17 October 2012

Just a baby sunbird

Fledged four days ago. At first just a tiny ball of fluff, completely out of control, crashing into the ground and cheeping plaintively while its parents fluttered around frantically . It's a miracle any birds survive their first day or two out of the nest in the hungry wild. Two days later, when this photo was taken, it was starting to fly and move through the plants confidently, even exploring flowers for nectar. But it's still very much a baby. The non-stop peep-peep-peeping makes it easy to find in the garden while its parents hurry around and bring food. I was lucky that the nest was right next to my vegetable garden, so I could watch the show from the very start, and they soon got used to me being a few feet away. Father, like all male Lesser Double-collared sunbirds, is small but spectacular, with an iridescent green head and postbox red breast, separated by a narrow band of the deepest royal blue. He seemed to spend most of his time on top of the nearby Cape Honeysuckle or the fence, showing off his disco plumage and singing his heart out. You could tell when baby hatched, because suddenly mom was around again, all businesslike, backwards and forwards between collecting insects and delivering them. Maybe, baby it will hang around long enough so that I can see it's going to be a shiny boy or a sleek grey girl.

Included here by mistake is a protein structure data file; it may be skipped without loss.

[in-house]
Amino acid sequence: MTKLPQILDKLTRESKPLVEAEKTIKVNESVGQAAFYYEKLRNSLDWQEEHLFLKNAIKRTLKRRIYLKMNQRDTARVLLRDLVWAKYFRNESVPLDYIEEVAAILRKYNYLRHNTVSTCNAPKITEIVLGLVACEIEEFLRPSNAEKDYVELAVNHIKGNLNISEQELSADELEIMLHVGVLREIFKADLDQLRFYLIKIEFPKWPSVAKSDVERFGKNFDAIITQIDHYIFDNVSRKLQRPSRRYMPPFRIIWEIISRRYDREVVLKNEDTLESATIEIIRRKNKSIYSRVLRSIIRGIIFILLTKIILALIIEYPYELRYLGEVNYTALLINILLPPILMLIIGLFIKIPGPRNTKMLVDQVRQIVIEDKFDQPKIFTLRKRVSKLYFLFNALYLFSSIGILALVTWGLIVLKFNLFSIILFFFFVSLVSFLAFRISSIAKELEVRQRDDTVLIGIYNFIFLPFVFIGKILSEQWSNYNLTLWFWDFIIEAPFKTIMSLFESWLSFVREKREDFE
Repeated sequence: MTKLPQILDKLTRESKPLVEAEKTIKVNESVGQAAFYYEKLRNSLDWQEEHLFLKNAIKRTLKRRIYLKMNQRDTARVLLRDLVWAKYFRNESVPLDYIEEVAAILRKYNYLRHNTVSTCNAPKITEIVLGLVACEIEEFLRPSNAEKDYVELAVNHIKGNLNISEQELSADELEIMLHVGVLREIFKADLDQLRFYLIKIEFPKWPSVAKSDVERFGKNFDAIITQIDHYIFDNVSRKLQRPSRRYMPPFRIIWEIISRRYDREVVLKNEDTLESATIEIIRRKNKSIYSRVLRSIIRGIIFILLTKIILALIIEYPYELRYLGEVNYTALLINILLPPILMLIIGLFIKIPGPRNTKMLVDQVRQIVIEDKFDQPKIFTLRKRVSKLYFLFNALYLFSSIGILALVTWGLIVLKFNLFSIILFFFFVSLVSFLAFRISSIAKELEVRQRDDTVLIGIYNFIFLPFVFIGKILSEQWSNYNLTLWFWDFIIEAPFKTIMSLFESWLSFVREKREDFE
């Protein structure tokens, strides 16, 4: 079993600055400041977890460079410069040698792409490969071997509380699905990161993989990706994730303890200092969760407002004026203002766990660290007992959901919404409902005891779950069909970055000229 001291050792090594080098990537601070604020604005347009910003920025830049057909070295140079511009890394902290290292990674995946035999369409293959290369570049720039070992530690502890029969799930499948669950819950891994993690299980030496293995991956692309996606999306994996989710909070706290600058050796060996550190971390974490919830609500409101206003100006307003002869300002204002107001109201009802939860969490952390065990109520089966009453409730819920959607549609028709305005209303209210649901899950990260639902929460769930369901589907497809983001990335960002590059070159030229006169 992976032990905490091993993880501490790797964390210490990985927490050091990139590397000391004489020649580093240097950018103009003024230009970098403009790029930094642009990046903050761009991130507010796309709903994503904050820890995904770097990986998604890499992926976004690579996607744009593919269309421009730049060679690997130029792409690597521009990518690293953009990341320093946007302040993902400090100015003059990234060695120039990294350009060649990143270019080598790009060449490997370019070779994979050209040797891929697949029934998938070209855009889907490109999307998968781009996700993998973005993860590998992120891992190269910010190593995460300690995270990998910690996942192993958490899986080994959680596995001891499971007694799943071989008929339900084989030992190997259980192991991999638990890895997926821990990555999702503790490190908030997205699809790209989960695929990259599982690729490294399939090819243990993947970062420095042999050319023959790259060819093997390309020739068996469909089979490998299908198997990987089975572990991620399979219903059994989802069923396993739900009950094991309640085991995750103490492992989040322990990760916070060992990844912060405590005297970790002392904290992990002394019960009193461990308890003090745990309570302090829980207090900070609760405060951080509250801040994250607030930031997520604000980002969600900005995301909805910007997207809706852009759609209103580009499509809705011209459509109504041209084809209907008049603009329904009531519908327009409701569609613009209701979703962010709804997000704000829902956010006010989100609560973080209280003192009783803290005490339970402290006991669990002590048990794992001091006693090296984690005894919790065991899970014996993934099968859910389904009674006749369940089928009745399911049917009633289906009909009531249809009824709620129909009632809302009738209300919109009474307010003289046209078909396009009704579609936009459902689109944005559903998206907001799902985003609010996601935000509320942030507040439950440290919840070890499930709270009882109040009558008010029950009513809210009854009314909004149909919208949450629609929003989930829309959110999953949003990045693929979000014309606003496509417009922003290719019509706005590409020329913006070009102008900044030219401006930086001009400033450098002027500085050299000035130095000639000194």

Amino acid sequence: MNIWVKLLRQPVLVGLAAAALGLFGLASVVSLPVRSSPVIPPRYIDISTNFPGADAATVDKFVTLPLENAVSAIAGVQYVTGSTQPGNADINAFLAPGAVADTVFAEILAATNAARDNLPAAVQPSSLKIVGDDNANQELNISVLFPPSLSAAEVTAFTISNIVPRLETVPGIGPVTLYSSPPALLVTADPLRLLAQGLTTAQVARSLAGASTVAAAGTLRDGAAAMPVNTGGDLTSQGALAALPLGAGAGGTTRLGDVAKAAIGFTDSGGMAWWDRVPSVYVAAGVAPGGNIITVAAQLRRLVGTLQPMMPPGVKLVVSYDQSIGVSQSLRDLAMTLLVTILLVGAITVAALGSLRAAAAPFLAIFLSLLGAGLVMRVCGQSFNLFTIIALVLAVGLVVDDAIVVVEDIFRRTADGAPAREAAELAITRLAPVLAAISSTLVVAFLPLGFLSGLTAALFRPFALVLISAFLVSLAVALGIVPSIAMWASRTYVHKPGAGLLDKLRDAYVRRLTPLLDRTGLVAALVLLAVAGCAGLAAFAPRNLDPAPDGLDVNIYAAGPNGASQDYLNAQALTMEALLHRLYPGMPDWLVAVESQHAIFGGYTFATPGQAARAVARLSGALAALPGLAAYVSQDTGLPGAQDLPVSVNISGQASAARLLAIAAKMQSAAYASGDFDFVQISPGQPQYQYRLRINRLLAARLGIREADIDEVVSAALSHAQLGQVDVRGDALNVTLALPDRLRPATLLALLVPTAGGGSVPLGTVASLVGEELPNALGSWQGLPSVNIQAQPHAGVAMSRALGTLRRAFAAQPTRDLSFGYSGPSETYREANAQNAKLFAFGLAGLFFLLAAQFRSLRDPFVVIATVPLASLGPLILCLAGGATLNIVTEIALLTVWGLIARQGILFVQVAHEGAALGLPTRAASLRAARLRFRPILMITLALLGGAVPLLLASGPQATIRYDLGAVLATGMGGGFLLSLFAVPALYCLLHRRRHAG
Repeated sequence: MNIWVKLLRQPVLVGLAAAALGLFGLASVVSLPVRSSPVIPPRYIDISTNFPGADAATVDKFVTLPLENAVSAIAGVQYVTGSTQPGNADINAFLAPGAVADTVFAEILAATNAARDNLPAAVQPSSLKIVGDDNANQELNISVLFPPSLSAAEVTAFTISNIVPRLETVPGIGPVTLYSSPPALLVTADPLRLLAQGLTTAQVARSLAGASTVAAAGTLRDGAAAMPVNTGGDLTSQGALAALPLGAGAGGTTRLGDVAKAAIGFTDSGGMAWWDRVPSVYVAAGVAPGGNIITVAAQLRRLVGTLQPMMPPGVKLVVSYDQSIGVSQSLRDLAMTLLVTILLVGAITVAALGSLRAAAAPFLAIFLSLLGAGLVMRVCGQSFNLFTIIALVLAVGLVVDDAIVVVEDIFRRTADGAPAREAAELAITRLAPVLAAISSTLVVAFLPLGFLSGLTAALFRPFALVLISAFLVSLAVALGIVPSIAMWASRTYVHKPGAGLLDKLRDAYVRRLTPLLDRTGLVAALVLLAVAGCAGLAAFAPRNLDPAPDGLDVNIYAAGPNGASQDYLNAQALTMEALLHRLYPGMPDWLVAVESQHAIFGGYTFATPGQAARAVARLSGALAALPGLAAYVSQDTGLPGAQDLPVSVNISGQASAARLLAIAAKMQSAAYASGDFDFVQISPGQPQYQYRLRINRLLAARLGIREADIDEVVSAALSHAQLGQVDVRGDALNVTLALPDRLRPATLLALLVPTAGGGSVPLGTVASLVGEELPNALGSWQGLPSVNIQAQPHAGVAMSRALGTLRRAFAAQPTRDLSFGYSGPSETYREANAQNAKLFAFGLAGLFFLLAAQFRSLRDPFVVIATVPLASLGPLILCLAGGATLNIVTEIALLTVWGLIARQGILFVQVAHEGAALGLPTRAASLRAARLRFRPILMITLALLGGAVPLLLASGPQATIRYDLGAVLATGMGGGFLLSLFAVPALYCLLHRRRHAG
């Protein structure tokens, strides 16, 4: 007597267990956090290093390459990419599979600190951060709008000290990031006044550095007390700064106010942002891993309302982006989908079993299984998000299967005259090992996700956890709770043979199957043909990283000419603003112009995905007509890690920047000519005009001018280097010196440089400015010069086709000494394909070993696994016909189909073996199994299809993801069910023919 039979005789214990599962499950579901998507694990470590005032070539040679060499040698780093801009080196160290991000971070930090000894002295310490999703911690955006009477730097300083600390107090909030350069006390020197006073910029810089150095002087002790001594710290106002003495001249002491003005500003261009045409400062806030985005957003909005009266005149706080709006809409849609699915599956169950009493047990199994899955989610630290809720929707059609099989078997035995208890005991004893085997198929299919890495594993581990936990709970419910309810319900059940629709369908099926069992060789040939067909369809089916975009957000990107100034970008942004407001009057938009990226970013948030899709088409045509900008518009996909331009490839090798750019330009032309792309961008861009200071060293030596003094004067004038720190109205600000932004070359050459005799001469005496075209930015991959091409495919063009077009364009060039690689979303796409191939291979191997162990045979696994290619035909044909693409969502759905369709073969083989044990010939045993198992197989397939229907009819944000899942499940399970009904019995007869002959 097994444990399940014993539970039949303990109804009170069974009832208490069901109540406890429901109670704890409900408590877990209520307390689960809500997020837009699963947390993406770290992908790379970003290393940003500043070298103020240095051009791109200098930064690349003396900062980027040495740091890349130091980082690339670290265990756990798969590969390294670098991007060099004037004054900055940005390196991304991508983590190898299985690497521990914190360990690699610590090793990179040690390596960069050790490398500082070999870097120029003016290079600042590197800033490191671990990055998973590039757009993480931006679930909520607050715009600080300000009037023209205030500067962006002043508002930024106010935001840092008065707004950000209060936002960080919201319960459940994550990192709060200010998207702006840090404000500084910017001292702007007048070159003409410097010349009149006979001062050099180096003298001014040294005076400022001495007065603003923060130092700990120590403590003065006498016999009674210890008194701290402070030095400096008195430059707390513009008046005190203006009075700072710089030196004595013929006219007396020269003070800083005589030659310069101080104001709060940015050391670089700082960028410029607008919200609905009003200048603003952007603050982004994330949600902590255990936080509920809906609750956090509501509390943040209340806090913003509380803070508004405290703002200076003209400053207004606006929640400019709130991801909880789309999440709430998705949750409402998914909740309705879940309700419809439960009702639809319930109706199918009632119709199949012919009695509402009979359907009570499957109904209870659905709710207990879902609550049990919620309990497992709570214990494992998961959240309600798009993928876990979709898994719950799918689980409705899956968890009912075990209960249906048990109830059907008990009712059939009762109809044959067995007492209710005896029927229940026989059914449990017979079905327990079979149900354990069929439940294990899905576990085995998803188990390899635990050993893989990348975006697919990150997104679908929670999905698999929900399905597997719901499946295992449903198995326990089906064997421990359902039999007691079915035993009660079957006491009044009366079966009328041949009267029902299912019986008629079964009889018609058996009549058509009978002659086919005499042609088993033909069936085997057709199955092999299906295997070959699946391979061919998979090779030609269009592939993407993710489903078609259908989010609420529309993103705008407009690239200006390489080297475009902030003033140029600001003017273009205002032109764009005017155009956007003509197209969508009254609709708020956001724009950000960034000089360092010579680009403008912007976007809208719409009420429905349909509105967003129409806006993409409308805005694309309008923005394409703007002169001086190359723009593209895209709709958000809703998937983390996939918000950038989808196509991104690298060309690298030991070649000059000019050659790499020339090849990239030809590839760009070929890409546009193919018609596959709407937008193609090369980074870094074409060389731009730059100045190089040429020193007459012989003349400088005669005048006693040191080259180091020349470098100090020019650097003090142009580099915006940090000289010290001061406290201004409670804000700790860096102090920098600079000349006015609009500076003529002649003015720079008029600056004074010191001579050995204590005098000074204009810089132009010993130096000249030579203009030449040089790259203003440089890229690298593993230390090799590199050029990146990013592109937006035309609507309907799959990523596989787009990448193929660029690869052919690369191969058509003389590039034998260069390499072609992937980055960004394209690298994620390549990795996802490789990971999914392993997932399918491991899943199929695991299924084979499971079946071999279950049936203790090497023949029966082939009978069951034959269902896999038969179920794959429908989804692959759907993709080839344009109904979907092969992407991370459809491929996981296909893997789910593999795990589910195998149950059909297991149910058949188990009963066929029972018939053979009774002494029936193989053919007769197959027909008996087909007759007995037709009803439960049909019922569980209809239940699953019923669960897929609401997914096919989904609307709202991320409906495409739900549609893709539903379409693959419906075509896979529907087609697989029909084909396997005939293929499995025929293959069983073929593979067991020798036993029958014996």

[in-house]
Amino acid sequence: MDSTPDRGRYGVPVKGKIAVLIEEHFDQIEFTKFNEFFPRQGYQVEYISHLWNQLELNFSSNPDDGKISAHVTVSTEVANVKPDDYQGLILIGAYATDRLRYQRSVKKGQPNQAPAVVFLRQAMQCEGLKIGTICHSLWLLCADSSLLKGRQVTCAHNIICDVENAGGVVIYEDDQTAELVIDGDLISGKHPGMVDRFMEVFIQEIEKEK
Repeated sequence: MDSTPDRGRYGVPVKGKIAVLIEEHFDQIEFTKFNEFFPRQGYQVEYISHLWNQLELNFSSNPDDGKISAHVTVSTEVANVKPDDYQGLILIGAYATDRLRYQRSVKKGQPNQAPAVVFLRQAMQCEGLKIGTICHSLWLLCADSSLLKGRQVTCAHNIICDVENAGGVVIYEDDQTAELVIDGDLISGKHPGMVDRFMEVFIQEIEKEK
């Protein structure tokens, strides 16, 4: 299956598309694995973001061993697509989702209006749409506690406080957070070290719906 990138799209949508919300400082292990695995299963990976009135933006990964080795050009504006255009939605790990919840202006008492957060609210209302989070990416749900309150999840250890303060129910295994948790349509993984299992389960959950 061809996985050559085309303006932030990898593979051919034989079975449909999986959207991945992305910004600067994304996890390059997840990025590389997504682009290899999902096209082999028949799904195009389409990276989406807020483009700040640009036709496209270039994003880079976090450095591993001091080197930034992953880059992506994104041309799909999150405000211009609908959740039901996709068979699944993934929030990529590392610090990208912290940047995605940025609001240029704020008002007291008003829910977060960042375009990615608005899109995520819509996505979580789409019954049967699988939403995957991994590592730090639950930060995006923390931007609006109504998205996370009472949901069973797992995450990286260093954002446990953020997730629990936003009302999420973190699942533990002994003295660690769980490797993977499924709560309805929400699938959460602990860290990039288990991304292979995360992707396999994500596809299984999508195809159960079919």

Southern Double-collared Sunbird or Lesser Double-collared Sunbird, Cinnyris chalybeus (formerly in the genus Nectarinia).

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